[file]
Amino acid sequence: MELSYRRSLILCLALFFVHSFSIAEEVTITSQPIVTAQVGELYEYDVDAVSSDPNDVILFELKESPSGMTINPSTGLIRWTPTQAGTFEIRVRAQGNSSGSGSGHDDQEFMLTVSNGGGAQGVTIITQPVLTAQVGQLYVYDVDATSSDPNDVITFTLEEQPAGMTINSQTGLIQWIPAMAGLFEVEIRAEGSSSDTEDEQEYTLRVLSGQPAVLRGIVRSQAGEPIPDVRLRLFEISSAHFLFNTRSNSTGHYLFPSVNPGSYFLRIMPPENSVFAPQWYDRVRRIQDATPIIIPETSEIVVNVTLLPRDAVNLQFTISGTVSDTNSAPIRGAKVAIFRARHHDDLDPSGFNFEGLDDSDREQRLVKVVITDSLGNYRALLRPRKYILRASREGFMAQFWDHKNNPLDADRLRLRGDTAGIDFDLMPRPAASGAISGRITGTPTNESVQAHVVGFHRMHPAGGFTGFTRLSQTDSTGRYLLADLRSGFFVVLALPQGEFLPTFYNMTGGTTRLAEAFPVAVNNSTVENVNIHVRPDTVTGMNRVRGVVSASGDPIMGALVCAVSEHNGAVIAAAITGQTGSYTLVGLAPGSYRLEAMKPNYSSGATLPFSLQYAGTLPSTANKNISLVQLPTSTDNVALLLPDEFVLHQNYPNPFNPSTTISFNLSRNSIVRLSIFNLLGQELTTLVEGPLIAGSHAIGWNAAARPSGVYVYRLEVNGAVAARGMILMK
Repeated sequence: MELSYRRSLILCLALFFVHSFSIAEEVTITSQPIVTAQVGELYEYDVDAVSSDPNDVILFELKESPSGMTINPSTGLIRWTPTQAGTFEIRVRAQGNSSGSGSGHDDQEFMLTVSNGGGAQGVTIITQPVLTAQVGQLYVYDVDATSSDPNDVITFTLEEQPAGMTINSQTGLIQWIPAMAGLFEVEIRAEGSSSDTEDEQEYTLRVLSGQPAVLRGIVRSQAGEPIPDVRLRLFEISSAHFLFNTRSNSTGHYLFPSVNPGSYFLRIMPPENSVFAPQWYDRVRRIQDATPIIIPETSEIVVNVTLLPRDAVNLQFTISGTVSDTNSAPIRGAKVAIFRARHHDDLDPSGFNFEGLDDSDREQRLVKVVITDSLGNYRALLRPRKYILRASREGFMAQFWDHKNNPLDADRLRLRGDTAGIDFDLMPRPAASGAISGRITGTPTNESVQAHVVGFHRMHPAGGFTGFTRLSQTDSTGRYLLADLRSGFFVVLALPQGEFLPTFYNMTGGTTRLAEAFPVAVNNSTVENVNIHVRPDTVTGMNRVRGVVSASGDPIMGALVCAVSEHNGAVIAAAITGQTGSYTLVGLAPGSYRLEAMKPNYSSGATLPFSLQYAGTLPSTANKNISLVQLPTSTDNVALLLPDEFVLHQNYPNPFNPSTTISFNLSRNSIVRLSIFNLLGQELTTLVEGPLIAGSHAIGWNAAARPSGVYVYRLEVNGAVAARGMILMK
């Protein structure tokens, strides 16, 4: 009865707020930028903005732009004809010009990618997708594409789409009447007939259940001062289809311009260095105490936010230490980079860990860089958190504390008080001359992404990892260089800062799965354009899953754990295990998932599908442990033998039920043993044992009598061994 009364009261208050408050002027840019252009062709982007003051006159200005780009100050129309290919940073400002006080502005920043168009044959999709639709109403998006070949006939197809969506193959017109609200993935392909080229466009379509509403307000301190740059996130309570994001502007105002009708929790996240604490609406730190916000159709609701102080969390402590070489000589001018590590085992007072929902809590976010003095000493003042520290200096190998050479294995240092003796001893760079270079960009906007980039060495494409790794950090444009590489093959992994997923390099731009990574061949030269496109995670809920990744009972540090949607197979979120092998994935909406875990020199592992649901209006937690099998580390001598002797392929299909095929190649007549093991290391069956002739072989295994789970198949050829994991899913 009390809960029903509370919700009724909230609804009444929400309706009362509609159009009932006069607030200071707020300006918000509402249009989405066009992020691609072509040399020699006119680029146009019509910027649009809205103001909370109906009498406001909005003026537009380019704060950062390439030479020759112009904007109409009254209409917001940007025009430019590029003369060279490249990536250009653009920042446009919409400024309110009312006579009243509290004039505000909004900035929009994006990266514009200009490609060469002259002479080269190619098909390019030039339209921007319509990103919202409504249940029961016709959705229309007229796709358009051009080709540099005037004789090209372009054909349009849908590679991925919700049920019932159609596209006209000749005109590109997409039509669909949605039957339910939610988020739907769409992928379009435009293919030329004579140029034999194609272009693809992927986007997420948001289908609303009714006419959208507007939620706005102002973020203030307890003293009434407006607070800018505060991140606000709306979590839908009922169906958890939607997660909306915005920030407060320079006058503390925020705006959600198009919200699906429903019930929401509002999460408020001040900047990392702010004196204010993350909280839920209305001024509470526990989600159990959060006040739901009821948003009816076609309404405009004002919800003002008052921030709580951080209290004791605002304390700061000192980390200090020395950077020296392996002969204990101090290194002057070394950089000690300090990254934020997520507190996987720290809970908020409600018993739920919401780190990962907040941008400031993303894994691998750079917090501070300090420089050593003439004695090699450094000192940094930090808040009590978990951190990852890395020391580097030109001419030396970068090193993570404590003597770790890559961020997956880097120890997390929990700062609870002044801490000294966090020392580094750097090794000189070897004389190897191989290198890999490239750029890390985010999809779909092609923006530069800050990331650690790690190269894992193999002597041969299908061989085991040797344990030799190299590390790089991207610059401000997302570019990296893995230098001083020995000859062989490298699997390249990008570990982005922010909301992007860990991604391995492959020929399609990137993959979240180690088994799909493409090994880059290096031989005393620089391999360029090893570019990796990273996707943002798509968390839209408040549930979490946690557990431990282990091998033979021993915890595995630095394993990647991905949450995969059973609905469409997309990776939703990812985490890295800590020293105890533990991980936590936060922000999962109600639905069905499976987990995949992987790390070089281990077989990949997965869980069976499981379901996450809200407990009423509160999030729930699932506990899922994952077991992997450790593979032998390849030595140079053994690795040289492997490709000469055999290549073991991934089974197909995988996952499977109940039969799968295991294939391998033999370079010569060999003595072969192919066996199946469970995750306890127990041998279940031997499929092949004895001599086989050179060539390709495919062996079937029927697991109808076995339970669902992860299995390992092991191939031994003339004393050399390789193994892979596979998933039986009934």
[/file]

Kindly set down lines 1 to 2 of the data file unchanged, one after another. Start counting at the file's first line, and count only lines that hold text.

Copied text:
Amino acid sequence: MELSYRRSLILCLALFFVHSFSIAEEVTITSQPIVTAQVGELYEYDVDAVSSDPNDVILFELKESPSGMTINPSTGLIRWTPTQAGTFEIRVRAQGNSSGSGSGHDDQEFMLTVSNGGGAQGVTIITQPVLTAQVGQLYVYDVDATSSDPNDVITFTLEEQPAGMTINSQTGLIQWIPAMAGLFEVEIRAEGSSSDTEDEQEYTLRVLSGQPAVLRGIVRSQAGEPIPDVRLRLFEISSAHFLFNTRSNSTGHYLFPSVNPGSYFLRIMPPENSVFAPQWYDRVRRIQDATPIIIPETSEIVVNVTLLPRDAVNLQFTISGTVSDTNSAPIRGAKVAIFRARHHDDLDPSGFNFEGLDDSDREQRLVKVVITDSLGNYRALLRPRKYILRASREGFMAQFWDHKNNPLDADRLRLRGDTAGIDFDLMPRPAASGAISGRITGTPTNESVQAHVVGFHRMHPAGGFTGFTRLSQTDSTGRYLLADLRSGFFVVLALPQGEFLPTFYNMTGGTTRLAEAFPVAVNNSTVENVNIHVRPDTVTGMNRVRGVVSASGDPIMGALVCAVSEHNGAVIAAAITGQTGSYTLVGLAPGSYRLEAMKPNYSSGATLPFSLQYAGTLPSTANKNISLVQLPTSTDNVALLLPDEFVLHQNYPNPFNPSTTISFNLSRNSIVRLSIFNLLGQELTTLVEGPLIAGSHAIGWNAAARPSGVYVYRLEVNGAVAARGMILMK
Repeated sequence: MELSYRRSLILCLALFFVHSFSIAEEVTITSQPIVTAQVGELYEYDVDAVSSDPNDVILFELKESPSGMTINPSTGLIRWTPTQAGTFEIRVRAQGNSSGSGSGHDDQEFMLTVSNGGGAQGVTIITQPVLTAQVGQLYVYDVDATSSDPNDVITFTLEEQPAGMTINSQTGLIQWIPAMAGLFEVEIRAEGSSSDTEDEQEYTLRVLSGQPAVLRGIVRSQAGEPIPDVRLRLFEISSAHFLFNTRSNSTGHYLFPSVNPGSYFLRIMPPENSVFAPQWYDRVRRIQDATPIIIPETSEIVVNVTLLPRDAVNLQFTISGTVSDTNSAPIRGAKVAIFRARHHDDLDPSGFNFEGLDDSDREQRLVKVVITDSLGNYRALLRPRKYILRASREGFMAQFWDHKNNPLDADRLRLRGDTAGIDFDLMPRPAASGAISGRITGTPTNESVQAHVVGFHRMHPAGGFTGFTRLSQTDSTGRYLLADLRSGFFVVLALPQGEFLPTFYNMTGGTTRLAEAFPVAVNNSTVENVNIHVRPDTVTGMNRVRGVVSASGDPIMGALVCAVSEHNGAVIAAAITGQTGSYTLVGLAPGSYRLEAMKPNYSSGATLPFSLQYAGTLPSTANKNISLVQLPTSTDNVALLLPDEFVLHQNYPNPFNPSTTISFNLSRNSIVRLSIFNLLGQELTTLVEGPLIAGSHAIGWNAAARPSGVYVYRLEVNGAVAARGMILMK